Schedule a Get-Acquainted Interview
Call and set up an interview with the pediatrician. Ask the doctor questions that are important to you and your child and pay attention to the way you feel about your interaction. If your child is 2 or older, take him or her along so you can also evaluate the rapport between the two. Is the doctor a good listener? Do you have a sense of trust in the doctor? And finally, does the pediatrician ask about your child’s health, home and family?
Other observations: How large is the practice? Are you likely to see different providers at each visit? Does the pediatrician have a special interest in subspecialty? For example, if your child has allergies or asthma, look for a pediatrician who has a special interest in those areas.
Take time to explore the doctor’s attitudes about health issues that are important to you. You may want to know the pediatrician’s views on the following topics; circumcision, breast feeding, discipline, complementary or alternative health methods, nutrition and diet. You may want to discuss the use of antibiotics and vaccinations. If you have important cultural, religious or moral beliefs related to your child’s care, express these to the pediatrician. Is the doctor compassionate and open-minded to your thoughts and feelings?
When you are caring for a sick child, a physician’s availability becomes a critical issue. What is the doctor’s policy regarding sick visits and urgent care? What procedure does the doctor recommend in emergency situations? Ask if phone advice is available. If so, who provides it? You may want to inquire about the procedure for contacting the doctor after hours. How long will you have to wait for a non-urgent appointment? Who will cover for your pediatrician while he/she is away?
Practice Location and Hospital Affiliation
Even healthy children may need to see a pediatrician frequently, so consider how convenient the doctor’s office is to your home or work. Examine the office facility. Is parking convenient? What is the waiting room like – if it’s overcrowded this may signal long waiting times. Are the examination rooms and treatment areas clean and organized? Ask your pediatrician which hospitals he/she is affiliated with. Physician hospital coverage for newborns and older children will vary among pediatricians. You will want to discuss hospital coverage arrangements with the pediatrician.
Ultimately, by investing a few hours of your time, you will have the peace of mind that comes from finding a dedicated partner in helping you raise a healthy, happy child.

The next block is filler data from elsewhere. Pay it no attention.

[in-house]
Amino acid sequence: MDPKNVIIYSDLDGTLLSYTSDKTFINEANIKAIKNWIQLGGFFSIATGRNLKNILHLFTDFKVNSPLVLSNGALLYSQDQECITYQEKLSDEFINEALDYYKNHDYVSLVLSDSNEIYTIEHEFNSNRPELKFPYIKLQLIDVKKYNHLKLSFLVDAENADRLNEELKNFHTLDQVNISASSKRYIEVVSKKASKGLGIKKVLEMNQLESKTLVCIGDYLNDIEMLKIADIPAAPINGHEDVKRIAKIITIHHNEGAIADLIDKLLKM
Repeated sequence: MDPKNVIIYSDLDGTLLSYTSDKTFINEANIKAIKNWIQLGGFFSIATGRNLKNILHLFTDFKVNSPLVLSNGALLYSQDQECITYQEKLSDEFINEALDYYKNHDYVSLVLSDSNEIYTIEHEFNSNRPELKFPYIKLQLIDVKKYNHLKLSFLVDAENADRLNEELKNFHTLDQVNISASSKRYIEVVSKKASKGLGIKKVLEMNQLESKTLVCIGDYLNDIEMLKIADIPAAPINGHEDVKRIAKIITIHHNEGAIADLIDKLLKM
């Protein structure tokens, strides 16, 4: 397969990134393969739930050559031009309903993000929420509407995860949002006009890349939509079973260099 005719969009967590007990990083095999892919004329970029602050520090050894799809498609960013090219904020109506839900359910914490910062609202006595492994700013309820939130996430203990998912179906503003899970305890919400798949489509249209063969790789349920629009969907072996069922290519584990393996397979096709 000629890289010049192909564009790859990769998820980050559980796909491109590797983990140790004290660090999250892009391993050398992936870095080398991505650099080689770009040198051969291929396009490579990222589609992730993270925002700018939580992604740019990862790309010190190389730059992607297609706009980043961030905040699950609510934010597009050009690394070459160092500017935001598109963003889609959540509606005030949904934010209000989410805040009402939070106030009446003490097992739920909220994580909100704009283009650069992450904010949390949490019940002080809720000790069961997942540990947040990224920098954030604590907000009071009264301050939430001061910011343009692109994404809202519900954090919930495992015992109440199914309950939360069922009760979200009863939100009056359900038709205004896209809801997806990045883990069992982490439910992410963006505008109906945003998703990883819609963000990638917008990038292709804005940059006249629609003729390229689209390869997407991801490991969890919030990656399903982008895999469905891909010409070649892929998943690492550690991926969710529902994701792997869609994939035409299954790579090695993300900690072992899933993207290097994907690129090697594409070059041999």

Our children are out of the class room and into the backyard. Playing outside is a summer time fun. But outside playtime comes with sun exposure. Here are a couple of sun safety tips for the summer fun.
- Cover-up. Wear lightweight cotton pants, long-sleeved shirts and hats. Don’t forget the shades! Sunglasses look cool and will help shield the eyes from the UV radiation that causes cataracts. Find a medium to dark pair with large lenses that wrap around the sides.
- Schedule outdoor time. Plan activities to avoid the time from 10:00 am to 4:00 pm when the UV rays are the strongest.
- Carry shade. Use the stroller’s umbrellas for little ones or bring a sun umbrella or canopy to create shade when there are no trees or awnings available.
- Use Sunscreen. Choose a sunscreen that says “broad spectrum” this means it covers both UVB and UVA rays. Use at least an SPF (Sun protection factor) of 30. Use a sunscreen lotion that contains either zinc oxide or titanium dioxide. Apply 15 to 30 minutes before heading out and re-apply every 2 hours.
- For our little ones, less than 6 months: keep them out of direct sunlight because their skin is not yet protected by melanin.
- You can apply a small amount on their face and back of hands, but keep them covered with lightweight clothing.
- Talk to us about Vitamin D supplements for our breastfed little ones.
- Use cool water to help the skin cool, can apply medicated lotions or aloe to soothe skin, and use Acetaminophen or Ibuprofen for painful sunburns.